Conformity to God, Not To the World

The godless say, ‘let us wait for the righteous one, who makes life inconvenient to us and opposes our actions; who reproaches us for sins against the law, and accuses us of sins against our training(Wis. 2:12).

As a bibliophile, a lover of books, with St. Teresa Benedicta of the Cross, I assert that there is a providence of books. Often enough, for the Christian disciple who wishes to deepen his or her knowledge of God, a book comes along at the right time and it proves to be am experience of grace, providing a new or deeper perspective on the joy and privilege that is Christian life. I read such a book many years ago; its title is God’s Gentle Rebels, Great Saints of Christianity. Among other saints, both men and women, the author discusses the life of St. John Vianney, the Curé of Ars, whose feast we celebrated in August. In this book, Christian Feldmann presents the life of ordinary people who, in the process of being true to themselves as men and of women of integrity and seeking to follow God’s commands, became saints – despite the detractions, misunderstandings, envy and jealousies of others. The godless say, ‘let us wait for the righteous one, who makes life inconvenient to us and opposes our actions; who reproaches us for sins against the law, and accuses us of sins against our training’ (Wis. 2:12). The author and more importantly, the lives of these saints challenge our need to conform and be obedient to be Christian. Sometimes, our fidelity to God demands that we not conform; and indeed in the course of history this has often been the case. This is of particular relevance to us as we struggle with government overreach, the pressure to conform to a plethora of mandates and diktats, even at the cost of doing violence to our conscience.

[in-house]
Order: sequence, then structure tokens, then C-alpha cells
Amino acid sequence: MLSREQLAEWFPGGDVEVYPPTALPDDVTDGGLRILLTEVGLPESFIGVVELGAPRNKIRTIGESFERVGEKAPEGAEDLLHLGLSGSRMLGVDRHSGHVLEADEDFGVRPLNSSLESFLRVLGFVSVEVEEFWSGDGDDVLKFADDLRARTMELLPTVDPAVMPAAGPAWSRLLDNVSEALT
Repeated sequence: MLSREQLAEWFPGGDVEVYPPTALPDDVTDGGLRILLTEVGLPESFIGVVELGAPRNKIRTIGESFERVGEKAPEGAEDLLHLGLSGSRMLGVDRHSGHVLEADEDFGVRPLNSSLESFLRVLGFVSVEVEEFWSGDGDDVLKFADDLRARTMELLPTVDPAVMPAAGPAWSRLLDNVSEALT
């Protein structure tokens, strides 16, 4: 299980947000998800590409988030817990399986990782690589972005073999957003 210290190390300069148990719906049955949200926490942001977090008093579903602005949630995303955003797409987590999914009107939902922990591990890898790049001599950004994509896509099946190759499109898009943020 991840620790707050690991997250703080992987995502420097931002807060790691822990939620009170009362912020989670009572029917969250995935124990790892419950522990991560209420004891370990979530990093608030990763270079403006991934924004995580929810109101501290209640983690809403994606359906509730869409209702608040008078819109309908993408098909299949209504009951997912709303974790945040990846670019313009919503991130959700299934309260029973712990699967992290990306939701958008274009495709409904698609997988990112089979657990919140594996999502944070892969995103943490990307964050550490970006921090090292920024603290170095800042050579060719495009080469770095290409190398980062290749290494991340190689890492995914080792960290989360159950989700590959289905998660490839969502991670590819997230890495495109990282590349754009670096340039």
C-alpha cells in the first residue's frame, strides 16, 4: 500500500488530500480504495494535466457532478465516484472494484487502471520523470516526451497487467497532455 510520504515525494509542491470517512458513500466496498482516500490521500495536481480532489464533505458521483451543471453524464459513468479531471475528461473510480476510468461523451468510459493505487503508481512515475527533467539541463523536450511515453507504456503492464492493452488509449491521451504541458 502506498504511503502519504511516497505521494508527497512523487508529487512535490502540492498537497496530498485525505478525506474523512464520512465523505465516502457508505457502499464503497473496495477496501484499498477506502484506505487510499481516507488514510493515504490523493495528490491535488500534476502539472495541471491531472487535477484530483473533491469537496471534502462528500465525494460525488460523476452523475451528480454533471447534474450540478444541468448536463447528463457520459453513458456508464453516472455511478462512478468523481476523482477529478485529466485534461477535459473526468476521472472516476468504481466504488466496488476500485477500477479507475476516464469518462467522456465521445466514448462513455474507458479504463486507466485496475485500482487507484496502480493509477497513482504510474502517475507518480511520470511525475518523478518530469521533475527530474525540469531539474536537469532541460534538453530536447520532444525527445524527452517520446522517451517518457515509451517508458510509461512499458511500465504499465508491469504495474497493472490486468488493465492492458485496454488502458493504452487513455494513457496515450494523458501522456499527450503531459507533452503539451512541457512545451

This is not a battle cry for anarchy. It is impossible to be a Christian without obedience, but the obedience that is exemplified in the lives of the saints presented in this particular book is what St. Benedict describes as a listening with the ear of our heart. Their refusal simply to conform – a pressure we are all facing – in a real sense turned the world they knew upside down; but in so doing provided that prophetic witness which is at the core of Christian faith and life. Do not be conformed to this world but be transformed by the renewal of your mind, that you may prove what is the will of God, what is good and acceptable and perfect (Rom. 12:2).

In His high priestly prayer Our Lord prayed for us because the pressure to compromise and to conform is one of the most common manifestations of the spirit of the world: I have  given them thy word; and the world has hated them because they are not of the world, even as I am not of the world.  I do not pray that thou shouldst take them out of the world, but that thou shouldstkeep them from the evil one. They are not of the world, even as I am not of the world.  Sanctify them in the truth; thy word is truth.  As thou didst send me into the world, so I have sent them into the world.  And for their sake I consecrate myself, that they also may be consecrated in truth (Jn. 17:14-19).